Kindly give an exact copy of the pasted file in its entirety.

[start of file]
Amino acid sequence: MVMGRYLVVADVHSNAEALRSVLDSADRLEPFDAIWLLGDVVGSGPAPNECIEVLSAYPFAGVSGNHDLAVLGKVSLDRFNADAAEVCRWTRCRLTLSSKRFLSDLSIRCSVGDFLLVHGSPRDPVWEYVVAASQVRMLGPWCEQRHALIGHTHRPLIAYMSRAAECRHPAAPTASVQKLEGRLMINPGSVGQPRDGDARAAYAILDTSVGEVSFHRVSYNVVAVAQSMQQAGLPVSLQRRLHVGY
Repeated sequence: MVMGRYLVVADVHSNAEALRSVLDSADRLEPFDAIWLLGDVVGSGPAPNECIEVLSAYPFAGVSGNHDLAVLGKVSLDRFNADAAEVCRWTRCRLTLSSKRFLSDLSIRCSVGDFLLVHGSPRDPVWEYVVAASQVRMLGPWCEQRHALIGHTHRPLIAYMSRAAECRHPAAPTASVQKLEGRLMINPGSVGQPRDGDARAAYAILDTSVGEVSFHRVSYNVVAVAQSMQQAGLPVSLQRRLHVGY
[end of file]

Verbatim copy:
Amino acid sequence: MVMGRYLVVADVHSNAEALRSVLDSADRLEPFDAIWLLGDVVGSGPAPNECIEVLSAYPFAGVSGNHDLAVLGKVSLDRFNADAAEVCRWTRCRLTLSSKRFLSDLSIRCSVGDFLLVHGSPRDPVWEYVVAASQVRMLGPWCEQRHALIGHTHRPLIAYMSRAAECRHPAAPTASVQKLEGRLMINPGSVGQPRDGDARAAYAILDTSVGEVSFHRVSYNVVAVAQSMQQAGLPVSLQRRLHVGY
Repeated sequence: MVMGRYLVVADVHSNAEALRSVLDSADRLEPFDAIWLLGDVVGSGPAPNECIEVLSAYPFAGVSGNHDLAVLGKVSLDRFNADAAEVCRWTRCRLTLSSKRFLSDLSIRCSVGDFLLVHGSPRDPVWEYVVAASQVRMLGPWCEQRHALIGHTHRPLIAYMSRAAECRHPAAPTASVQKLEGRLMINPGSVGQPRDGDARAAYAILDTSVGEVSFHRVSYNVVAVAQSMQQAGLPVSLQRRLHVGY